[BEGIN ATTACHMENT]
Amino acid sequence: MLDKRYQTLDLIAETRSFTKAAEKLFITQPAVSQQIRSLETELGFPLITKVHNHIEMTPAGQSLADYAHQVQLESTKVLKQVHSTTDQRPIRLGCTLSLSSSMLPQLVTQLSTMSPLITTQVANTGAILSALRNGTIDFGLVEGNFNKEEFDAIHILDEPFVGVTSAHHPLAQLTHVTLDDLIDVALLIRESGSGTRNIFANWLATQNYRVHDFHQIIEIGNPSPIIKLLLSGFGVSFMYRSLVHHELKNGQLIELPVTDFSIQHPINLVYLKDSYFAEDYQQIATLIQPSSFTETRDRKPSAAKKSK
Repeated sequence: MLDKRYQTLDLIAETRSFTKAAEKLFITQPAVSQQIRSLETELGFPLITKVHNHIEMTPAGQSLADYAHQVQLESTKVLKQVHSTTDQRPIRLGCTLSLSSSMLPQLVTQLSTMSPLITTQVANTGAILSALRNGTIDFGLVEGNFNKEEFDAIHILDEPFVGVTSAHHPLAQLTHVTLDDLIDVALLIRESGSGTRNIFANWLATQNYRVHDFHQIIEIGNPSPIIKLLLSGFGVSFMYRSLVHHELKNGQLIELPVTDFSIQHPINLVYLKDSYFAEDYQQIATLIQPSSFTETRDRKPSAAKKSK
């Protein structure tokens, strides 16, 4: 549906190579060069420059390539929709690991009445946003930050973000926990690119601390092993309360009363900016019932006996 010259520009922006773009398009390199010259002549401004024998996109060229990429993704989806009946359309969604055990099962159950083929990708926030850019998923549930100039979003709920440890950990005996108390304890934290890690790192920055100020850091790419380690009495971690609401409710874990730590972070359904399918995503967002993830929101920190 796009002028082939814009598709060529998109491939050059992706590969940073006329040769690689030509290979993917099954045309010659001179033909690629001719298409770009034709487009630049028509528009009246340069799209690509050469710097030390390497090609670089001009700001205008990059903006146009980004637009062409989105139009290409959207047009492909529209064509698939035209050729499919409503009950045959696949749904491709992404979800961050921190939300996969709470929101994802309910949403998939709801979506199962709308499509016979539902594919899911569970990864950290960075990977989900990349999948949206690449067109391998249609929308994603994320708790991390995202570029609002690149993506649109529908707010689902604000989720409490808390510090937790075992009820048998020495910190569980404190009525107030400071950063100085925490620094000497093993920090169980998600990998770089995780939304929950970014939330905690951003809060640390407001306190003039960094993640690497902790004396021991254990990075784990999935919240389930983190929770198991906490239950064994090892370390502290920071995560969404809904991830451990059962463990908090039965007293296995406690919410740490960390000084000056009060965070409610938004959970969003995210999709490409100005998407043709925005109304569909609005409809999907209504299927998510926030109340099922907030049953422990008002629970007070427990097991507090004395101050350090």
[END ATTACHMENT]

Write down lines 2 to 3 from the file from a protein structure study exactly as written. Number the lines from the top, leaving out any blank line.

Repeated sequence: MLDKRYQTLDLIAETRSFTKAAEKLFITQPAVSQQIRSLETELGFPLITKVHNHIEMTPAGQSLADYAHQVQLESTKVLKQVHSTTDQRPIRLGCTLSLSSSMLPQLVTQLSTMSPLITTQVANTGAILSALRNGTIDFGLVEGNFNKEEFDAIHILDEPFVGVTSAHHPLAQLTHVTLDDLIDVALLIRESGSGTRNIFANWLATQNYRVHDFHQIIEIGNPSPIIKLLLSGFGVSFMYRSLVHHELKNGQLIELPVTDFSIQHPINLVYLKDSYFAEDYQQIATLIQPSSFTETRDRKPSAAKKSK
């Protein structure tokens, strides 16, 4: 549906190579060069420059390539929709690991009445946003930050973000926990690119601390092993309360009363900016019932006996 010259520009922006773009398009390199010259002549401004024998996109060229990429993704989806009946359309969604055990099962159950083929990708926030850019998923549930100039979003709920440890950990005996108390304890934290890690790192920055100020850091790419380690009495971690609401409710874990730590972070359904399918995503967002993830929101920190 796009002028082939814009598709060529998109491939050059992706590969940073006329040769690689030509290979993917099954045309010659001179033909690629001719298409770009034709487009630049028509528009009246340069799209690509050469710097030390390497090609670089001009700001205008990059903006146009980004637009062409989105139009290409959207047009492909529209064509698939035209050729499919409503009950045959696949749904491709992404979800961050921190939300996969709470929101994802309910949403998939709801979506199962709308499509016979539902594919899911569970990864950290960075990977989900990349999948949206690449067109391998249609929308994603994320708790991390995202570029609002690149993506649109529908707010689902604000989720409490808390510090937790075992009820048998020495910190569980404190009525107030400071950063100085925490620094000497093993920090169980998600990998770089995780939304929950970014939330905690951003809060640390407001306190003039960094993640690497902790004396021991254990990075784990999935919240389930983190929770198991906490239950064994090892370390502290920071995560969404809904991830451990059962463990908090039965007293296995406690919410740490960390000084000056009060965070409610938004959970969003995210999709490409100005998407043709925005109304569909609005409809999907209504299927998510926030109340099922907030049953422990008002629970007070427990097991507090004395101050350090």